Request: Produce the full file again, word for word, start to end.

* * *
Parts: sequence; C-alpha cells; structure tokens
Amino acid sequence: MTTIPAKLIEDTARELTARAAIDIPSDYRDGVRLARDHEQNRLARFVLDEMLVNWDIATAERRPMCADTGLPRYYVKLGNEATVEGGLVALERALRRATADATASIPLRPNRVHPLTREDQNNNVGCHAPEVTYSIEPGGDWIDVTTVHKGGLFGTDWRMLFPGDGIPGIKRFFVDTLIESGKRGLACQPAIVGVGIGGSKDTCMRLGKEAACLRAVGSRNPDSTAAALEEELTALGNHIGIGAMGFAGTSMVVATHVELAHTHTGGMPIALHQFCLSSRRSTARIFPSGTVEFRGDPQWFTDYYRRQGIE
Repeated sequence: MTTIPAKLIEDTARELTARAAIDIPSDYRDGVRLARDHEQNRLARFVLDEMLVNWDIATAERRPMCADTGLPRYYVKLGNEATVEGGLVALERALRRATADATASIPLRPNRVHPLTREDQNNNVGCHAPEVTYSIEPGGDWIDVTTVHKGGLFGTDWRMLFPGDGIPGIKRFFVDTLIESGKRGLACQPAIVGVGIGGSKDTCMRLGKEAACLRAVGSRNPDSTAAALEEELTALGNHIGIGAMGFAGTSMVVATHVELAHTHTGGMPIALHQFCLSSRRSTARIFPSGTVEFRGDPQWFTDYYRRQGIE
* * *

Parts: sequence; C-alpha cells; structure tokens
Amino acid sequence: MTTIPAKLIEDTARELTARAAIDIPSDYRDGVRLARDHEQNRLARFVLDEMLVNWDIATAERRPMCADTGLPRYYVKLGNEATVEGGLVALERALRRATADATASIPLRPNRVHPLTREDQNNNVGCHAPEVTYSIEPGGDWIDVTTVHKGGLFGTDWRMLFPGDGIPGIKRFFVDTLIESGKRGLACQPAIVGVGIGGSKDTCMRLGKEAACLRAVGSRNPDSTAAALEEELTALGNHIGIGAMGFAGTSMVVATHVELAHTHTGGMPIALHQFCLSSRRSTARIFPSGTVEFRGDPQWFTDYYRRQGIE
Repeated sequence: MTTIPAKLIEDTARELTARAAIDIPSDYRDGVRLARDHEQNRLARFVLDEMLVNWDIATAERRPMCADTGLPRYYVKLGNEATVEGGLVALERALRRATADATASIPLRPNRVHPLTREDQNNNVGCHAPEVTYSIEPGGDWIDVTTVHKGGLFGTDWRMLFPGDGIPGIKRFFVDTLIESGKRGLACQPAIVGVGIGGSKDTCMRLGKEAACLRAVGSRNPDSTAAALEEELTALGNHIGIGAMGFAGTSMVVATHVELAHTHTGGMPIALHQFCLSSRRSTARIFPSGTVEFRGDPQWFTDYYRRQGIE